According to that American-centric logic the Raptors are a foreign NBA team with foreign talent with a few American players. Yes Barbosa is Brazilian, he's also not American. Phillips believes that even though Euroleague is exciting its not as good as American basketball and that Colangelo is not facing up to that reality.
    He said "European game" and then went on to list player. Nene is from Brazil. Does he play a Euro game because he's comes from the continent of South America?

    Quote blackjitsu wrote: View Post
    Personally, I disagree with him. Euroleague players or a Euroleague like structured team could work in the NBA, however, we should be looking for more Garbojosa's (hard-nosed high b-ball IQ types) and not Bargnanis (finesse players). I think Kleiza is a good step in that direction. Barbosa, Bargnani, Bellineli, Calderon are all finesse players. 4 players who probably will play fairly significant roles. Yes finesse players are important to a team but there's not enough balance in how Colangelo is going about things. However, I'd argue Anderson is a step in the right direction with his toughness.
    Exactly. It's who Colangelo chose and not where they're from. You don't need to be from America to be tough and hard working no matter what Americans think. Their superiority complex is what has taken them away from being a shining example of a great nation and reduced them to being everyone's punching bag.

    Quote Bendit wrote: View Post
    Assuming he understands/knows that Scola (from the Rockets) once played and got developed in the European "style" of game, I wonder if he would have written something similar if it was Scola and not Andersen that got traded to the Raptors yesterday.
    Scola isn't European but I get the message. There are a lot of tough hard working ballers in South America... Not that the writer would know.
    Last edited by Apollo; Thu Jul 29th, 2010 at 02:50 PM.

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    Quote blackjitsu wrote: View Post
    I don't think anything he said is wrong. His syntax is a bit off but what he said has some truth to it. This is the core qoute:

    If you’ve ever seen a Euroleague basketball game,
    then you know the roster is littered with foreign
    talent and a few American players...

    According to that American-centric logic the Raptors are a foreign NBA team with foreign talent with a few American players. Yes Barbosa is Brazilian, he's also not American. Phillips believes that even though Euroleague is exciting its not as good as American basketball and that Colangelo is not facing up to that reality.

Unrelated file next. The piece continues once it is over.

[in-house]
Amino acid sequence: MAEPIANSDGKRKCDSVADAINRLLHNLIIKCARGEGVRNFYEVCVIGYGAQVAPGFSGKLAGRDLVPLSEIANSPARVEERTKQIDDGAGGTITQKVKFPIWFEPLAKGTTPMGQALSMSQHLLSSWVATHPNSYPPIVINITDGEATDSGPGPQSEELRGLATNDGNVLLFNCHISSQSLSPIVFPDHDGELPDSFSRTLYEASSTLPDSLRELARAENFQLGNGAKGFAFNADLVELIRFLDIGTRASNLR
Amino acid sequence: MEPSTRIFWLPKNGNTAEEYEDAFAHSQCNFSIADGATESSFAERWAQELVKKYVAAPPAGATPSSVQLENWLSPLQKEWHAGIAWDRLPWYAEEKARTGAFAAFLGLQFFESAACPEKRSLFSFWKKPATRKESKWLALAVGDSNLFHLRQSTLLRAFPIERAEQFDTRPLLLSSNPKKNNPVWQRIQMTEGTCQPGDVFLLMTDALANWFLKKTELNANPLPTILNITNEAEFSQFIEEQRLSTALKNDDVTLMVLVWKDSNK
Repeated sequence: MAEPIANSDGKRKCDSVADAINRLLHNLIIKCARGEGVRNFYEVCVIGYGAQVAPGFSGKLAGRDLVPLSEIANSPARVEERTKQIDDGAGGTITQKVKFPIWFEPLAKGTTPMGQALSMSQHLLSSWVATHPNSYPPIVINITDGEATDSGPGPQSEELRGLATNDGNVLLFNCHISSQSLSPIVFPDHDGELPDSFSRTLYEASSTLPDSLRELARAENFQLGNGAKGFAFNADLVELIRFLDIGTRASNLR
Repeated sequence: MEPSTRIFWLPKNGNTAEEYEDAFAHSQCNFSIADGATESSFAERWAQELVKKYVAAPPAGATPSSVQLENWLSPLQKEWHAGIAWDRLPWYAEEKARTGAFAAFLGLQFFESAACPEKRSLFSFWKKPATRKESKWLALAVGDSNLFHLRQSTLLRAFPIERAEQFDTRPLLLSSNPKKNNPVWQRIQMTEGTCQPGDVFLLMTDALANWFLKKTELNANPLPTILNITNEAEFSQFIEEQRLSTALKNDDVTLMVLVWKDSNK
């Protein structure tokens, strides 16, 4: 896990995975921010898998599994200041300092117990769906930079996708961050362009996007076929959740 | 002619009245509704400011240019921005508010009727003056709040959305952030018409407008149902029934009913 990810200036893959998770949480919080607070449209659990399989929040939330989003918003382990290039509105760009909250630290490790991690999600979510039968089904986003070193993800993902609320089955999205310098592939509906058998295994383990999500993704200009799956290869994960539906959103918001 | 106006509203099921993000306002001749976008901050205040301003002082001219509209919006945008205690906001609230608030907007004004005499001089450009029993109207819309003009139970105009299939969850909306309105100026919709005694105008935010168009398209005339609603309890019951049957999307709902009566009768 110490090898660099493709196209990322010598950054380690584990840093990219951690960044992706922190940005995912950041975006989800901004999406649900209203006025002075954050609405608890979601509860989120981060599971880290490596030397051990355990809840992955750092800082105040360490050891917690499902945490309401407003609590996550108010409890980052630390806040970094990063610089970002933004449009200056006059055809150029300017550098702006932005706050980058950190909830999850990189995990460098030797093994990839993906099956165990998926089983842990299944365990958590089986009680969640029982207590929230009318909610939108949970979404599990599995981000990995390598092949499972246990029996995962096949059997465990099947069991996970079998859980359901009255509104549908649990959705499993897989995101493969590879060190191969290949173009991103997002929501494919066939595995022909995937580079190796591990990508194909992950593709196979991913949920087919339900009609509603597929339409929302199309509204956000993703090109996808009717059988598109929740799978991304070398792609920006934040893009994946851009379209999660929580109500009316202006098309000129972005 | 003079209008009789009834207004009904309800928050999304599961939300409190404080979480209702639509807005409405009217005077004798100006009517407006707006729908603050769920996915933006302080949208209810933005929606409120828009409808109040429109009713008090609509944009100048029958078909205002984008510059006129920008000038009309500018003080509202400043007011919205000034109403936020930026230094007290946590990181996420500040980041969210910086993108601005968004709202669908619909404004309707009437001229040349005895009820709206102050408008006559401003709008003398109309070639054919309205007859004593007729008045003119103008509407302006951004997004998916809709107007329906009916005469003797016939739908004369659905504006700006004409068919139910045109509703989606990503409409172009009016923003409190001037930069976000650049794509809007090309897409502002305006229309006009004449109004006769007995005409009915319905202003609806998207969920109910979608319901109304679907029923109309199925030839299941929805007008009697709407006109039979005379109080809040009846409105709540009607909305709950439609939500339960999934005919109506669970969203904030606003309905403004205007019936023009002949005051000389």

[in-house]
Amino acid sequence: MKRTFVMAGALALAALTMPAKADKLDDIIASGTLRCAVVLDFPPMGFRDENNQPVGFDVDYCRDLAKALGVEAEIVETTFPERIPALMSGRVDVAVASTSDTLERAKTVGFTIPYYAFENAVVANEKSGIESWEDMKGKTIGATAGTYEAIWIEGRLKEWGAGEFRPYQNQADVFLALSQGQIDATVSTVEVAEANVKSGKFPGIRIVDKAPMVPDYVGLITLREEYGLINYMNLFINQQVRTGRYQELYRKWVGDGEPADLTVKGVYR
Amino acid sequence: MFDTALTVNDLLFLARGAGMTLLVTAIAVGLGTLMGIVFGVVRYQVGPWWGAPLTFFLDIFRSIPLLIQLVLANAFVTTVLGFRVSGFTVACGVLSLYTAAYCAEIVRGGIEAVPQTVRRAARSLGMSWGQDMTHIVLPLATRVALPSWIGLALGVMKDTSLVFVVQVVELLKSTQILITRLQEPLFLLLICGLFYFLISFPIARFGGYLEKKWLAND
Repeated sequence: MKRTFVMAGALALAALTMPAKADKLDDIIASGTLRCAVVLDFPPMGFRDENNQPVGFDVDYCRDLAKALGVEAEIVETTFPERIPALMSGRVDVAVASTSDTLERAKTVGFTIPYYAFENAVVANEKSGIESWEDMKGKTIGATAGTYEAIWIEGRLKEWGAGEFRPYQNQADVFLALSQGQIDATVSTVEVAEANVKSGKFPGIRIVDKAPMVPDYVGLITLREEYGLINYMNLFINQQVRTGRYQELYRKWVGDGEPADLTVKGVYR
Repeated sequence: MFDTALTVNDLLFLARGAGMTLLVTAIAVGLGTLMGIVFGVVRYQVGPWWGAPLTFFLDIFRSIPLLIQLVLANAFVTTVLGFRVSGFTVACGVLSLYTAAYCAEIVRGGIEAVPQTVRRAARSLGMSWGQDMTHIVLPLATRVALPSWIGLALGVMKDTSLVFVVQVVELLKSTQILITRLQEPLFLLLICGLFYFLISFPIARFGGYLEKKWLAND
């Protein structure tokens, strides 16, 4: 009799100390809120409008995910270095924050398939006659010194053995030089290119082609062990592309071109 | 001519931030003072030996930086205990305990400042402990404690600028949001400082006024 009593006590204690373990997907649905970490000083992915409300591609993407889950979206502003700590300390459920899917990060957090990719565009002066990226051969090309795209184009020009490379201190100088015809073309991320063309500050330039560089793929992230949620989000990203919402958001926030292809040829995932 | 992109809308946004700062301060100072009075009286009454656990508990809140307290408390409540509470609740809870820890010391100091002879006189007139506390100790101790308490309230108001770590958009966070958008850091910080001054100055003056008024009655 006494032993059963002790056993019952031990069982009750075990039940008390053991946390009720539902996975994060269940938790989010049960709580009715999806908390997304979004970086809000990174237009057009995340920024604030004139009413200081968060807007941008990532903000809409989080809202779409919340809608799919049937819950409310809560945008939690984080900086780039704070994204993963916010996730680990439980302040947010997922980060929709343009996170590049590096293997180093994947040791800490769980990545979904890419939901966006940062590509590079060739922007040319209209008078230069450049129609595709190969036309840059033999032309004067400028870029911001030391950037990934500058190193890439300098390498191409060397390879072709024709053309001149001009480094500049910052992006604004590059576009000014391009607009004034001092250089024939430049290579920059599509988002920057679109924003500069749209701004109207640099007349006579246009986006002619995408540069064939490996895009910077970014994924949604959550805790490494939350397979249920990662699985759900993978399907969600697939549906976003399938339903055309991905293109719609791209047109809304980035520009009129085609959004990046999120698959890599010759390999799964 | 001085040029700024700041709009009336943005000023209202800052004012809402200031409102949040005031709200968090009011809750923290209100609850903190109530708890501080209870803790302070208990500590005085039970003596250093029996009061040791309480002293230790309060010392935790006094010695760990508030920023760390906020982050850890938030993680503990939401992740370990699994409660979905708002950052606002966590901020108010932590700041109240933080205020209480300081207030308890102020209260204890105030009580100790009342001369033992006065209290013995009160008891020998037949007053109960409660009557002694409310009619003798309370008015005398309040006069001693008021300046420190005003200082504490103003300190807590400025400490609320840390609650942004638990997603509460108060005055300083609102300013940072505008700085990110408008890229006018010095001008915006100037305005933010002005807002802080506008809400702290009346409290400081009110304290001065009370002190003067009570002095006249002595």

Personally, I disagree with him. Euroleague players or a Euroleague like structured team could work in the NBA, however, we should be looking for more Garbojosa's (hard-nosed high b-ball IQ types) and not Bargnanis (finesse players). I think Kleiza is a good step in that direction. Barbosa, Bargnani, Bellineli, Calderon are all finesse players. 4 players who probably will play fairly significant roles. Yes finesse players are important to a team but there's not enough balance in how Colangelo is going about things. However, I'd argue Anderson is a step in the right direction with his toughness.
    Andersen is not tough, he's as soft as melted butter- have you not seen him play in the NBA? He's a jump shooting big man who gets bullied in the paint- point blank. He can be effective off the bench in spot minutes but I have a feeling that BC may start him at center in order to move Barg's to PF if he can't acquire another center.

    Six non American players(Bargnani, Bellineli, Barbosa, Kleiza, Andersen, on a NBA roster is stretch and makes TO look like an Euro/NBA mix experiment team ie United Nations, instead of a real NBA team looking for the best talent ie Kleiza(I don't care if he went to HS in the US)- wtf? Barnes should have been given Kleiza's contract. Hopefully Jose gets traded for some real talent not some more international flavor of the month. It's like half of the team is US and the other half is Foreign ie 2 teams inside of one- didn't BC just talk about a cultural locker room divide last season and he's adding to that mix hoping for exactly what this time around? Stupid mofo'er. This whole Euro/International player movement has blown up in his face. I'm all for getting the best players but BC & Jim Kelly(director of player personnel) get the "gas face" for this international player fetish. Not to mention that this is a team made up of mostly of pfs & pgs (only real center is Alabi and he's as raw as uncooked hamburger)- as is.

    Team UN

    Bargnani/Alabi (moved to US from Nigeria at 15)
    Andersen
    Klieza
    Barbosa/Bellineli
    Calderon

    Team America

    Johnson/DJones (will most likey be waived)
    Davis/Evans/Dorsey
    DeRozan
    Weems
    Jack/Banks


    I'd roll with team America. BC needs to trade Bargnani and build around the YG'z- ASAP.

    *Btw- The best Raptor teams in the past have had very little international players on their roster- hmmm.....

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    Why do you need to segregate them at all? Colangelo should move in the direction he took this off-season. That being adding players who appreciate hard work. I don't care if he finds them on Mars. A tough hard working baller is a tough hard working baller. They aren't putting something magical in the water down south.